Nothing warned Chip Mitros, 45, that his heart was in bad shape. He faithfully exercised five days a week at a gym near his Niles, Michigan, home, had never smoked and felt he was in good health.
That all changed in 2020. With his gym closed, a newborn son plus four other children and a home office for his work with a medical device company, Chip's whole routine was out of balance. So was his health.
"It was a year of letting things go," he said. "I didn't exercise. I didn't pay attention to what I ate."
By April 2021, bad habits and inactivity took a toll on his body and left him without energy. His doctor ran a series of exercise stress tests to check his heart health. All the results came back normal. Chip needed to eat better, get back to exercising and lose the weight he'd gained in the past year.
"It was pretty dramatic how out of shape I was," he confessed. Along with cutting out the ice cream, he started walking and added the Couch to 5K training app to his devices.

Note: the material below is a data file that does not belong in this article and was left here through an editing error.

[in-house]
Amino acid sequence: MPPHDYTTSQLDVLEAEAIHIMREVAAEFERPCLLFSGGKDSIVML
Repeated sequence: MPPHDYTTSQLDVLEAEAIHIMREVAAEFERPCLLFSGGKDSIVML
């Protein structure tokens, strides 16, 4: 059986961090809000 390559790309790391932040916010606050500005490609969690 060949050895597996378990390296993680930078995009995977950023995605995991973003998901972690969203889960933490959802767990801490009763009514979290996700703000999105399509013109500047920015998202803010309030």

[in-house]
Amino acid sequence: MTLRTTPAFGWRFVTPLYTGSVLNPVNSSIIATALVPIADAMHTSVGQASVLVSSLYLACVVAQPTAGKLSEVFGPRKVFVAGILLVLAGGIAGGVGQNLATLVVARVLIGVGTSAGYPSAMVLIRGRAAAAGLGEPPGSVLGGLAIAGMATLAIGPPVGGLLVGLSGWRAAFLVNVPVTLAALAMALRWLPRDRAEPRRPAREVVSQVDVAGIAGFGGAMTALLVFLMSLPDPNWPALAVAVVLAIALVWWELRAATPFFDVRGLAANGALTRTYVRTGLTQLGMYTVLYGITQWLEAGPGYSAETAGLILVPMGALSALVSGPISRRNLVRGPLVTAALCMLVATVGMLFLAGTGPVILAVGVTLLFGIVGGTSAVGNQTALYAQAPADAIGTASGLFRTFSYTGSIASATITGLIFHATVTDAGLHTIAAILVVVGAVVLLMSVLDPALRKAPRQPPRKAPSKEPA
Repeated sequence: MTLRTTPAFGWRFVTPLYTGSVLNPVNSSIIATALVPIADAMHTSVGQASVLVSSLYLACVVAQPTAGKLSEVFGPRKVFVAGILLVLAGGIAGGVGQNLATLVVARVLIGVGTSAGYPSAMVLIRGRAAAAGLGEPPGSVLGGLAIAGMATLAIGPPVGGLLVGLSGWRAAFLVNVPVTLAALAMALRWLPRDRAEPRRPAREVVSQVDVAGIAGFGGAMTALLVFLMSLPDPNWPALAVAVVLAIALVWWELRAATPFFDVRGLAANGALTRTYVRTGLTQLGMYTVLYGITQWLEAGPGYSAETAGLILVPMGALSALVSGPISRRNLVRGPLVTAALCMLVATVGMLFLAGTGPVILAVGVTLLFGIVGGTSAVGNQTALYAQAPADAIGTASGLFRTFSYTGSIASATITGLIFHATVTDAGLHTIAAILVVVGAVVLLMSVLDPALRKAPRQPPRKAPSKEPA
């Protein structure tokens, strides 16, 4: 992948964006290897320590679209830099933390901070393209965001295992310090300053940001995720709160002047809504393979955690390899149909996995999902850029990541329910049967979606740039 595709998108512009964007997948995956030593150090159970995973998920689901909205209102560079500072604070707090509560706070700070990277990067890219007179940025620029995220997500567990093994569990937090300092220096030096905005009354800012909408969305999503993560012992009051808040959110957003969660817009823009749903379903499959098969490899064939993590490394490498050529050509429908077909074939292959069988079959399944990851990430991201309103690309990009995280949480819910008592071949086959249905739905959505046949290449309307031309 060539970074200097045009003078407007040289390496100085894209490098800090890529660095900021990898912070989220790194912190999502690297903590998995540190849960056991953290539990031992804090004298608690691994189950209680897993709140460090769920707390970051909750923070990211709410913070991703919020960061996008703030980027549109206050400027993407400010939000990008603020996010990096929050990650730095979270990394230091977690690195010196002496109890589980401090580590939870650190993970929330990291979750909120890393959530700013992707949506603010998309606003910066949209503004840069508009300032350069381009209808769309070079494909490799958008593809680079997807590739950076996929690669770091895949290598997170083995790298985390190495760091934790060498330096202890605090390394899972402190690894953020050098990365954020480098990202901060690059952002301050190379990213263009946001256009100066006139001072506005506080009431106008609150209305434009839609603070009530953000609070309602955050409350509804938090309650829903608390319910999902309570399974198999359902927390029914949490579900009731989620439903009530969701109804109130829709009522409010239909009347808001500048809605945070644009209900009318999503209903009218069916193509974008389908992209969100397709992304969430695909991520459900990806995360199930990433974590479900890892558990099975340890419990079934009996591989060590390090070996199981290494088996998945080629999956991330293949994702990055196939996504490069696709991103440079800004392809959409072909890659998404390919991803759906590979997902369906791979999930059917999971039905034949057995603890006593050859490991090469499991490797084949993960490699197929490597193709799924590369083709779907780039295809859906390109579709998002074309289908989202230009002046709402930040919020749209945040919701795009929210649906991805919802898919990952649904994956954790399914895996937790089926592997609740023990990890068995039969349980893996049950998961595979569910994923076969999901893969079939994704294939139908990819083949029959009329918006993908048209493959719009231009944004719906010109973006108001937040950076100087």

But Chip kept hitting a wall.
“I couldn't make any progress,” Chip said. “I knew something was up and made a conscious decision to take charge of my health.”
On impulse, he shared his recent health concerns with a close family friend who is a family medicine doctor. His friend suggested Chip look into a cardiac calcium scan at Goshen Health.
A calcium screening is a simple, painless CT scan that measures the amount of calcium deposits in the arteries of the heart. The higher the number, the greater the risk of a heart attack or stroke.
After quick research online, Chip decided the $49 scan was worth it. It could give him information he needed to make decisions about his health. He didn't need a referral from a doctor and could schedule the short appointment to fit his schedule.
What Chip didn't expect was his score. At 443, he was at high risk for serious complications.
Additional tests ordered by his cardiologist validated the calcium score screening. Chip had more than 80 percent blockage in three arteries. After cardiac catherization couldn't open the blocked arteries, he had bypass surgery to get blood flowing again.
A day after surgery, Chip knew he wanted to share his story. He turned to social media to encourage friends, family and work colleagues to know their calcium scores.
"If you don’t know your calcium risk score, find out your number," Chip posted on his Facebook page. "Go invest in your future."
Today, Chip is grateful to have a chance for a long life with his family.
"You just never know," he said. "I was a time bomb, and a 90-second screening test saved my life."